At the moment of this writing, I sit in a lovely corner of my bedroom, now my official studio, next to a window where I hear an occasional bird in song and the humming of insects. I live in a small, Zen-like apartment with windows that overlook only wooded land and the wildlife that resides there. I take my morning walks through the quaint historic village of Athens, New York and am two short blocks from the mighty Hudson River. I could not ask for more. I have all I need — or want.
I have curated a medley of images from the past fifteen years in which I see truth and hear music. These are my personal criteria for they tell me if an image is worthy. Whether or not you have seen some of these, I sincerely hope you enjoy the retrospective. There is a brief Coda following the images that you may wish to read.
Mary Oliver has long been my muse. And though this image is not her “Red Bird” from her exemplary book, “Red Bird Poems,” I heard her reverence for everything in nature when I came upon my ‘bird on the fence’ along the Hudson River amongst a plethora of flowers one warm, mist-filled summer morning.Red Bird Explains Himself (Excerpted) by Mary Oliver
“…And this was my true task, to be the music of the body. Do you understand? For truly the body needs a song, a spirit, a soul. … And I am both of the earth and I am of the inexplicable beauty of heaven where I fly so easily, so welcome, yes, and this is why I have been sent, to teach this to your heart.”
Please rejoice with me on this milestone birthday and know that we are always beginning, always being reborn along with the whole of Nature and its cycles of seasons.
May 25, 2013 § 1 Comment
To My Readers
Following Shalimar, a memoir about my mother, many readers asked me about my father. Whenever I attempted to write about my Dad, I struggled with the emotional architectural dig associated with disquieting memories concerning him. In the process of this particular writing, I realized that what I thought was the truth about our relationship was not grounded in its foundation. My selected memories resided more in the world of ‘magical thinking:’ what I wished to be fact. I had not hit bone — some thing raw, authentic, yet undisputed in its origin, and undeniable in its marrow. I persevered to bring an honest accounting of my experiences with my father, which uncovered a singular truth that haunted me my whole life — and still does.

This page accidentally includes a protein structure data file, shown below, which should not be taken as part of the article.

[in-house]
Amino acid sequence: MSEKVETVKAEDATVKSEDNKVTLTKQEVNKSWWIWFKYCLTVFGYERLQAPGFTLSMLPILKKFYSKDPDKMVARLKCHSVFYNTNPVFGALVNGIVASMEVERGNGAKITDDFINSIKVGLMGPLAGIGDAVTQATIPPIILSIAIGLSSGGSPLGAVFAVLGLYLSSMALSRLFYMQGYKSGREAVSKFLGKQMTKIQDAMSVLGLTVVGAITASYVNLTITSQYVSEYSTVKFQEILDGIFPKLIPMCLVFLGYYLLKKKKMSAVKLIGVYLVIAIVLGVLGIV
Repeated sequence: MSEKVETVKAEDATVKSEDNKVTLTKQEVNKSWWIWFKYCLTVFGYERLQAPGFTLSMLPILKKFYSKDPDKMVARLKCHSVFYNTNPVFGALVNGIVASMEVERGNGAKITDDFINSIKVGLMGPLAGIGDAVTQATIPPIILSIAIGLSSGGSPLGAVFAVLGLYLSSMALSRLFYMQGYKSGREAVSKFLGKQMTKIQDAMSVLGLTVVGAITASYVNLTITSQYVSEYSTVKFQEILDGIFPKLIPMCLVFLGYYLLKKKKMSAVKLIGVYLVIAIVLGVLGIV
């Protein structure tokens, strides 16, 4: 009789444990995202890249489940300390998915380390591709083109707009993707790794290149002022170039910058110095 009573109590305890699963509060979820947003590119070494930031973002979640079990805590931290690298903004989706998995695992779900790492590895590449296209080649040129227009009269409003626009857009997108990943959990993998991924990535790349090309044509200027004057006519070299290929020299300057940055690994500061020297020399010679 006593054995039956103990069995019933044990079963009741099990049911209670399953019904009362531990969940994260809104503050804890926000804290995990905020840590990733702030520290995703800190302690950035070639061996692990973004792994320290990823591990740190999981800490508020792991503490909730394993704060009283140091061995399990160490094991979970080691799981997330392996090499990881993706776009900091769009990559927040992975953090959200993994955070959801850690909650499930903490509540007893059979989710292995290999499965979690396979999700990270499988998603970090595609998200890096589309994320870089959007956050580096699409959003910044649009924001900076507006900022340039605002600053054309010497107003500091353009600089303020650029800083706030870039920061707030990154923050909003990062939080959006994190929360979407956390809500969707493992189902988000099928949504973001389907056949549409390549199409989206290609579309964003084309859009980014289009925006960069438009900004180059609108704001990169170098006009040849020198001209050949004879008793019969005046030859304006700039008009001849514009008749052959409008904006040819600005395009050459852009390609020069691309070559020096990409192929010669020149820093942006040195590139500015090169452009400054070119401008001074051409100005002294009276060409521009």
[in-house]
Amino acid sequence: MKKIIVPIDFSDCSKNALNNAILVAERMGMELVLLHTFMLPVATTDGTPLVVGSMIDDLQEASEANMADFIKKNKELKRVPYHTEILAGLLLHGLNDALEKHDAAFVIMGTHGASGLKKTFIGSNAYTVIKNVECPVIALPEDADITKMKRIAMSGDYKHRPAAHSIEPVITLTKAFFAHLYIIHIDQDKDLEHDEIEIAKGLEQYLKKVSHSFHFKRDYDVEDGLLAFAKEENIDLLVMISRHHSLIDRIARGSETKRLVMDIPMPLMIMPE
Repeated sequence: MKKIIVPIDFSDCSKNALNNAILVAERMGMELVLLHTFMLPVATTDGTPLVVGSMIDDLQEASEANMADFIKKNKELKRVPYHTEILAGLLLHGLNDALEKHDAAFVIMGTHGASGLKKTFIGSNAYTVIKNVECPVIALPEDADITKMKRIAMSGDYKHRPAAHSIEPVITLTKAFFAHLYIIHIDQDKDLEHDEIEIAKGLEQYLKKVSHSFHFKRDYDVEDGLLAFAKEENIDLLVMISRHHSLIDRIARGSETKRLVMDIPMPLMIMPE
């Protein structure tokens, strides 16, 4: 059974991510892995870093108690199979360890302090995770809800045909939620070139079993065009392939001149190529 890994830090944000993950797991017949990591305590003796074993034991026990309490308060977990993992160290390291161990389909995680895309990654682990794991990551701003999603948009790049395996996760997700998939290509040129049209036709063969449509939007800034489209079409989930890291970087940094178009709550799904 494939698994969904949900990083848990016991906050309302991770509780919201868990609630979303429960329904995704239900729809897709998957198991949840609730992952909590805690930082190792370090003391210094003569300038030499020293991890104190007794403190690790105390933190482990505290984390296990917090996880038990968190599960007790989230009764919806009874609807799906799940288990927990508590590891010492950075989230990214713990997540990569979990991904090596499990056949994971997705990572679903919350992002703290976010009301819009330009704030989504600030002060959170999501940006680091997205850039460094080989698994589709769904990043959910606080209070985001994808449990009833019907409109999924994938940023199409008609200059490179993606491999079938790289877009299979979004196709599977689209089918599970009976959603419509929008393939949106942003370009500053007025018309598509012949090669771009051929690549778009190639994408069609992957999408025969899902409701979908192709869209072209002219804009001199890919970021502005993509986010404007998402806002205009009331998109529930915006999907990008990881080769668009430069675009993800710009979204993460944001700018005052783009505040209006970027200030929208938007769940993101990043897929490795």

This narrative also contains new images that are, in part, an homage to Georgia O’Keefe. I believe she captured the bones and marrow of her subjects, revealing an unequivocal truth of being. They are interspersed throughout this writing but are not directly related to it. View them as meditative pauses. They are here in honor of all fathers and daughters who traversed through the seasons of their hearts and, of course, for you, my readers, friends, and patrons.
The heart, as does nature, lives through seasons of change. It was that way for my father and me. I believed he never really wanted me when at the tender age of ten for the first time, but certainly not the last, he uttered the words I wish you had never been born.
Sixty years later, as I approach the age of seventy, I finally discerned the veracity of my father’s existence: the role he played, and did not play, in my life and in the life of others. He was not a demonstrative man yet he had a sentimental side, which he rarely allowed to shine through. Though he supported my childhood creative endeavors with financial help, paying for dance and acting classes, costumes, and such, he understood little about my young aspirations. In his defense though, there was no framework in his life experience to understand my particular childhood uniqueness. We attempted through many years to bond, but these efforts were, for the most part, awkward and filled with misdirected anger and pain.